A progress narrative is also possible to construct in the case of women’s golf, particularly in the United States. However, as Robbie Matz and Ali Bowes reveal in their snapshot of the 2019 US Women’s Open, sexism and racism are persistent features. While other chapters provide similar critical analysis of the situation in semi-professional women’s rugby in South Africa (Hendrik Snyders), women’s American football (Dunja Antunovic, Katie Taylor, Macauley Watt and Andrew D. Linden) and professional women’s road cycling (Suzanne Ryder, Fiona McLachlan and Brent McDonald), one might also have expected to see studies of boxing and mixed martial arts.
If anyone doubts that women’s professional sport has a long way to go if it is ever to be compared favourably with men’s professional sport, then look no further than the case of Brittney Griner, two time Olympic gold medallist and star performer in the Women’s National Basketball Association. Without commenting on the rights and wrongs of the case leading to Griner’s arrest and detention in Russia on a charge of smuggling hash oil, it is worth speculating on how much more publicity such a story would have received had it involved Steph Curry or LeBron James. It goes without saying, of course, that they would never have had the need to find themselves in the same situation as Griner who has played regularly in Russia to supplement the income she receives in the United States! For an explanation, read the chapter in this collection by Nola Agah and David Berri who document the gender pay gap in professional basketball.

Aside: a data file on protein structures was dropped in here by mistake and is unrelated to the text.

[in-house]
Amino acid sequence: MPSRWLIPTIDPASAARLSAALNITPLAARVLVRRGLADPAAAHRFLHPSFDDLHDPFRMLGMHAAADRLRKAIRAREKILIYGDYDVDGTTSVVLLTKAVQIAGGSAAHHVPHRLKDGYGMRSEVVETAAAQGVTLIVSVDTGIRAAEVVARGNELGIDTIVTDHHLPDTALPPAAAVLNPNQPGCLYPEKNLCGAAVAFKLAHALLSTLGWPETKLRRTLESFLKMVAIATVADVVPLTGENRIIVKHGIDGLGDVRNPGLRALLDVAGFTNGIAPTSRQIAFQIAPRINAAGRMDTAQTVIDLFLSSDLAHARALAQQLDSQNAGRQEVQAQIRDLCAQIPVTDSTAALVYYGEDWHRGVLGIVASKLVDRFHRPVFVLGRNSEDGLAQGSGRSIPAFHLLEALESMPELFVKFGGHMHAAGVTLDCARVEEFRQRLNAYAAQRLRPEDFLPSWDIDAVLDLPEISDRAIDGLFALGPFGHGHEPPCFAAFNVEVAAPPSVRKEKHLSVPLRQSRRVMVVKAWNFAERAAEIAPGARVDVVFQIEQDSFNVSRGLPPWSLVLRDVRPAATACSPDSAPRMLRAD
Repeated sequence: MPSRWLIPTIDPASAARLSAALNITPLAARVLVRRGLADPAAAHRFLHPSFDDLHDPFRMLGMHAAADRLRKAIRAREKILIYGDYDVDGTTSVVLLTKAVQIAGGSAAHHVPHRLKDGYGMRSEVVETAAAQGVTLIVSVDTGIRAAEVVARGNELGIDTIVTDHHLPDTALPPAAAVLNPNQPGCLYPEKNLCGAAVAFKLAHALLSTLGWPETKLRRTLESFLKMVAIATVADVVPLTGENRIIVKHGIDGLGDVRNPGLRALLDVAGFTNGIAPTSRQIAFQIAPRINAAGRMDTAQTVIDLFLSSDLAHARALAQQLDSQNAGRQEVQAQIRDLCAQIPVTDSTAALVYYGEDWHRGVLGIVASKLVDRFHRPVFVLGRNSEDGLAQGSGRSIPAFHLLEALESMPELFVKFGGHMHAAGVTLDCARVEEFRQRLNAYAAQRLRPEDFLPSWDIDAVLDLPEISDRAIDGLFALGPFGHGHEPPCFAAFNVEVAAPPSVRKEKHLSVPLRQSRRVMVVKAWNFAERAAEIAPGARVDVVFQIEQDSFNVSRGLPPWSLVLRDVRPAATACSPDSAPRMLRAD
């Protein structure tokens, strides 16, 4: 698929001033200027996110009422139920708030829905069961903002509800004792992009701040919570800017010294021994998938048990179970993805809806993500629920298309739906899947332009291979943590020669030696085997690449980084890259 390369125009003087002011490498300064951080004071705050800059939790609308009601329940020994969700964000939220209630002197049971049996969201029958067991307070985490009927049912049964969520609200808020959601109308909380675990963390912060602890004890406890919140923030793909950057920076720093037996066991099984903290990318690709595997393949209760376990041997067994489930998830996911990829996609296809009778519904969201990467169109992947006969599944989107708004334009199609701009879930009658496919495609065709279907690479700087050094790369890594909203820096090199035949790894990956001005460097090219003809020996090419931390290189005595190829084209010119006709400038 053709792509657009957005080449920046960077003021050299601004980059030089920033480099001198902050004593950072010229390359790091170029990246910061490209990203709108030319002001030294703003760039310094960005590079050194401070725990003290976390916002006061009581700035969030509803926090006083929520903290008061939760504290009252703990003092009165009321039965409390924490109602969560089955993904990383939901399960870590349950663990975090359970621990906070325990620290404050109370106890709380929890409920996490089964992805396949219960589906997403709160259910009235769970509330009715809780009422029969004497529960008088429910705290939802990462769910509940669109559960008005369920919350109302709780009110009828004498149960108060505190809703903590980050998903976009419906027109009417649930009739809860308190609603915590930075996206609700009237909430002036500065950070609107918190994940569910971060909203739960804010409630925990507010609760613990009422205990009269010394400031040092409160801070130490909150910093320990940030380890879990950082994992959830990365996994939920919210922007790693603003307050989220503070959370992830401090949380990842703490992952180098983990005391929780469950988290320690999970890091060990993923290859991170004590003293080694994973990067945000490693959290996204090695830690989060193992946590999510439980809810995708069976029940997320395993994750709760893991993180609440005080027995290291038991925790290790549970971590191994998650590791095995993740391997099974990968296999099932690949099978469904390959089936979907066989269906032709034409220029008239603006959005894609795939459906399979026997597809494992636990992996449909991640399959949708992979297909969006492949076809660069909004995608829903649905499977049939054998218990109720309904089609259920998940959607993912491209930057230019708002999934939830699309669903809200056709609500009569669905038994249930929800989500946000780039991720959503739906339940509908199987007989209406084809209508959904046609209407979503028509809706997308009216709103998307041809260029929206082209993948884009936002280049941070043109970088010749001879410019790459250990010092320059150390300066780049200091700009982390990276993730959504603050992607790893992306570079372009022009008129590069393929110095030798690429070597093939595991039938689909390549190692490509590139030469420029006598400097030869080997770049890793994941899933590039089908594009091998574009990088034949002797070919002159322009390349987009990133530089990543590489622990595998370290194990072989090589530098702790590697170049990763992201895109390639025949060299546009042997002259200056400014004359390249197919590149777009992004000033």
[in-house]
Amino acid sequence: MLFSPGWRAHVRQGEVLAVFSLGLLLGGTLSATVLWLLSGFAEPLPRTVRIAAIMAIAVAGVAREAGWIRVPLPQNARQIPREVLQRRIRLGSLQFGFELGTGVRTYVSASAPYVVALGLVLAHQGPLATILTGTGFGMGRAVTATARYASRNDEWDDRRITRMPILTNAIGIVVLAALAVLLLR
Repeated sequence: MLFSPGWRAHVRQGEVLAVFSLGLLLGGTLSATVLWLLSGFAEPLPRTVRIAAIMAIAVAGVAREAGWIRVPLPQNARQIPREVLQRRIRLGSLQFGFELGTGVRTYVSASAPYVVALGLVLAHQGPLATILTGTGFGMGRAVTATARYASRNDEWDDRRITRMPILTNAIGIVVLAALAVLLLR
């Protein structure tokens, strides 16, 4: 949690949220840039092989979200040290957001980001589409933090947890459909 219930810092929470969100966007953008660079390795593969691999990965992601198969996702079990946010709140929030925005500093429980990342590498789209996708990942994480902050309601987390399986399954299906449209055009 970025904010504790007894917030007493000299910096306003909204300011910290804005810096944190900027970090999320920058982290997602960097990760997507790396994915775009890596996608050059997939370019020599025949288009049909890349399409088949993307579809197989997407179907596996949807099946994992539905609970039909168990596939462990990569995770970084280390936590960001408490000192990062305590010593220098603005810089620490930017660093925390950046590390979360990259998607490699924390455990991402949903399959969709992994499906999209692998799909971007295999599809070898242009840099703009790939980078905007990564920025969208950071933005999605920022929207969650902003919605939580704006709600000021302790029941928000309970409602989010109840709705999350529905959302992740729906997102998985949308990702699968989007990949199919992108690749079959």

The sports media have consistently been criticised for their tendency to infantilise women’s sport and the women who play sport even at the elite level. Although there are signs of progress, old habits die hard. Let me also suggest, however, that sport itself has a tendency to infantilise the men who both play and avidly watch it, and professionalisation has served to exacerbate the resulting childish condition, which is no media construction but, in my opinion, a reality. This was captured perfectly in the pleas made by football club owners, players and fans for the return of spectators at a time when, throughout the world, patients in ICUs were struggling desperately to take their last breath. Bill Shankly has much to answer for!
As Bowes and Culvin conclude, ‘it is not enough to consider professional women’s sport as a mirror of the men’s versions’ (p. 249). Yet how can this be avoided if the ‘success’ of professional men’s sport is taken to be the yardstick by which progress in women’s sport is measured? Making it increasingly possible for women to earn a full-time living by playing sport should be celebrated but not if the same mistakes are made as have been made in men’s professional sport. Doing professional sport differently and, hopefully, in more progressive and inclusive ways that demonstrate greater concern for the rights of the many than for the privileges of the few, is the task that women’s professional sport must set itself. This fine collection of essays makes a significant contribution in this respect not least because of the clear-sighted manner in which the editors and most of the contributors identify the pitfalls of professionalisation just as much as the potential rewards.
Copyright © Alan Bairner 2022
Table of Content
Section A: The Emergence of (Semi-)Professionalisation
Section B: The Impact of Mediatisation
Section C: Experiences in and of (semi-)professional women’s sport